What the resource is:
This is a study of the long-term impact of the relationships between eight schools and the National Trust through the Guardianship scheme. There are currently over 100 schools in England and Wales participating in the Trust's Guardianship scheme which is based largely around conservation and environmental issues. The National Trust believes that regular contact, dialogue and two way relationships with schools and other groups has the potential to bring about life changing opportunities. The study provides evidence of the benefits of the scheme, seeks to identify key factors contributing to their success and makes recommendations for future improvements.
The aims of the resource:
In recent years the importance of learning in the ‘real' environment outside the classroom has been increasingly emphasised by both researchers and policy makers. Outdoor learning has the capacity to arouse learners' interest and improve behaviour. The impact on cognitive and emotional development is less well documented and there are few studies which look at the long term impact of outdoor learning, hence the need for this report.
Key findings or focus:
Virtually all students agreed that the work they did as a result of the Guardianship scheme was fun, exciting and enjoyable. There was evidence of the development of social skills and research skills, but the benefits in terms of knowledge and understanding were harder to pin down. As regards long-term impact, the most striking observation was the students' continuing concern to protect the environment they had visited. The report emphasises that the professional commitment of teachers, particularly the Headteacher, was an essential component in all the schemes. It also acknowledges that there is considerable potential to make links with both initial and in-service training programmes.
The quality, authority and credibility of the resource:
The report is systematic and well-grounded. It provides evidence to support the professional judgement made by many teachers about the value of fieldwork and real life learning situations. However the report says little about gender and ethnic diversity. It is a pity too that seven of the eight schemes studied involved primary schools, with a strong focus on rural rather than urban locations. However, the wider observations and insights that are offered in the report are particularly valuable, especially those to do with pupils' attitudes and whole school change.
The implications for ITE tutors/mentors:
There is now scope for students on ITE programmes to gain experience of working with pupils in contexts beyond the classroom. The report meets this demand half way by flagging up the potential to extend the Guardianship scheme in the direction of in-service and initial training. ITE tutors across the country might consider how best they might make links with the National Trust and other organisations to give the next generation of students the opportunity to gain experience of outdoor learning. This is an opportunity which should not be missed.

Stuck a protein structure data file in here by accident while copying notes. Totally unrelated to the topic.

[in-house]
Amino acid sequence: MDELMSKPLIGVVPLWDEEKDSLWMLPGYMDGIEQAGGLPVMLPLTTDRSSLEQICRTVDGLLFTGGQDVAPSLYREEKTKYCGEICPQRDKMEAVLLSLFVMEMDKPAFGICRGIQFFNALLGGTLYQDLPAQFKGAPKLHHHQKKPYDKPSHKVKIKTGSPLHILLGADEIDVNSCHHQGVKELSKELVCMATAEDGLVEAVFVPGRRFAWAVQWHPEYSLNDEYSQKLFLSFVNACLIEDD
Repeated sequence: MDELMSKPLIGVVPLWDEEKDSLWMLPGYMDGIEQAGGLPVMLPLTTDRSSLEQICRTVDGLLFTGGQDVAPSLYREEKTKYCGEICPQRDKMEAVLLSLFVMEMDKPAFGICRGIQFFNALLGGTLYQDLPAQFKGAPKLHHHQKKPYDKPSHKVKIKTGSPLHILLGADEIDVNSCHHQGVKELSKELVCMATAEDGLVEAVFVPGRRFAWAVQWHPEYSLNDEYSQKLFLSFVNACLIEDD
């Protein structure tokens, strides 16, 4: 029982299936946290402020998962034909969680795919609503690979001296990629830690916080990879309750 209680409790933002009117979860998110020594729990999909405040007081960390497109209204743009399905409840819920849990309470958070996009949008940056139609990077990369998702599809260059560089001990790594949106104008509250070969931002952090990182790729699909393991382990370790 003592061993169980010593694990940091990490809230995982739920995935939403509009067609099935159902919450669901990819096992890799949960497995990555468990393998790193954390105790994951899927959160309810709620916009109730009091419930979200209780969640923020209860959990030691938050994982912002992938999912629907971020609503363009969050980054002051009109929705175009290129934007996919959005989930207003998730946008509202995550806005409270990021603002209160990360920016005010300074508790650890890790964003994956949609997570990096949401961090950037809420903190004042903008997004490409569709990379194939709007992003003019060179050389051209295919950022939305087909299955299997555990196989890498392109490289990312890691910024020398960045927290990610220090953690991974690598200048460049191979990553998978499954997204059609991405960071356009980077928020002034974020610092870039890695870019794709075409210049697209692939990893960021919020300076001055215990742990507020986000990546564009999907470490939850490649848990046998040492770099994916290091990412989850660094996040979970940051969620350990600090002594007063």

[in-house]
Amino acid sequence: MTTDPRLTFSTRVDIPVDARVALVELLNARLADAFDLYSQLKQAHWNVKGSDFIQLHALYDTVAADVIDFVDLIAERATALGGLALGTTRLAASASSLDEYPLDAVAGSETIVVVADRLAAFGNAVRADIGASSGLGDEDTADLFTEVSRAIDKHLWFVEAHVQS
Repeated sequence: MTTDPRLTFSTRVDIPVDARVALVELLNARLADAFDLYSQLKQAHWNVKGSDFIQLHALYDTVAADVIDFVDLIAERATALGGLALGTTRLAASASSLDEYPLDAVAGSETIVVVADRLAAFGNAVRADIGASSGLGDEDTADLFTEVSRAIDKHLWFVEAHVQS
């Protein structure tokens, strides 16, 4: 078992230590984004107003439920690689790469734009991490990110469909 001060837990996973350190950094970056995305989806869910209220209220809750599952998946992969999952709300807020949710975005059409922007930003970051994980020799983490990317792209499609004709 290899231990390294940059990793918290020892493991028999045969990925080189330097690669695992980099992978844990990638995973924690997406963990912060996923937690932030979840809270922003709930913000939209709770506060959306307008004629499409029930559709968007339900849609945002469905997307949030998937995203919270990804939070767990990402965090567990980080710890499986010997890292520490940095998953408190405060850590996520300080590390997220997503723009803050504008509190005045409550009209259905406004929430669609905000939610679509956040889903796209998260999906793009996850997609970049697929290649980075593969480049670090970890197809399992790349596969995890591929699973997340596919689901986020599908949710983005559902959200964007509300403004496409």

The relevance to ITE students:
Recent reports about children's lack of well-being have attracted widespread media and political interest. Many commentators argue that children today live their lives in highly restricted environments and that their development is impoverished as a result. The Guardianship scheme is one of a number of national initiatives which could help schools to begin to redress the balance. In this way ITE students could be provided with strategies to help children lead lives which are healthier in the widest sense of the term.
Dr. Stephen Scoffham
Austin, B (Ed) (2007) Letting the Outside In: Developing Teaching and Learning Beyond the Early Years Classroom, Stoke on Trent: Trentham
CABE (2007) Our Street: Learning to See, London: Commission for Art and the Built Environment
DfES (2006) Learning Outside the Classroom Manifesto, London: DfES (available free from DFES Publications, Order Ref 04232-2006 DOM-EN)
National Trust, school trips, environment, conservation, long-term, attitudes
Article published to :
Learning Beyond the School, Sustainable Development
Q10 Have a knowledge and understanding of a range of teaching, learning and behaviour management strategies, Q18 Understand how children and young people develop, Q24 Plan homework or other out-of-class work to sustain learners’ progress, Q25 (a) use a range of teaching strategies including ICT to take account of diversity and promote equality and inclusion, Q32 Work as a team member and identify opportunities for working with colleagues, sharing the development of effective practice with them
Type of Resource
Reports, Scoffham, Dr Stephen
Geography, Key Stage 1, Key Stage 2, Key Stage 3, Key Stage 4
Article Id : 14267
Date Posted: 11/5/2008